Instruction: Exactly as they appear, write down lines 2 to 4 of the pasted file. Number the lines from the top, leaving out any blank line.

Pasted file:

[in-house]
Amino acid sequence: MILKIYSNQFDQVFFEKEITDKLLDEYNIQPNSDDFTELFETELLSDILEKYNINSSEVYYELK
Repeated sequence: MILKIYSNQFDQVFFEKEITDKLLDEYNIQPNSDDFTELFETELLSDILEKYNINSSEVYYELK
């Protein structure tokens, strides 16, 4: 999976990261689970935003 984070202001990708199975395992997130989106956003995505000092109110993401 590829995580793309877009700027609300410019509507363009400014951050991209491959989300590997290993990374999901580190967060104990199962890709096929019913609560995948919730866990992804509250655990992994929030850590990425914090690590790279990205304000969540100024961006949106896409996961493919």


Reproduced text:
Amino acid sequence: MILKIYSNQFDQVFFEKEITDKLLDEYNIQPNSDDFTELFETELLSDILEKYNINSSEVYYELK
Repeated sequence: MILKIYSNQFDQVFFEKEITDKLLDEYNIQPNSDDFTELFETELLSDILEKYNINSSEVYYELK
């Protein structure tokens, strides 16, 4: 999976990261689970935003 984070202001990708199975395992997130989106956003995505000092109110993401 590829995580793309877009700027609300410019509507363009400014951050991209491959989300590997290993990374999901580190967060104990199962890709096929019913609560995948919730866990992804509250655990992994929030850590990425914090690590790279990205304000969540100024961006949106896409996961493919």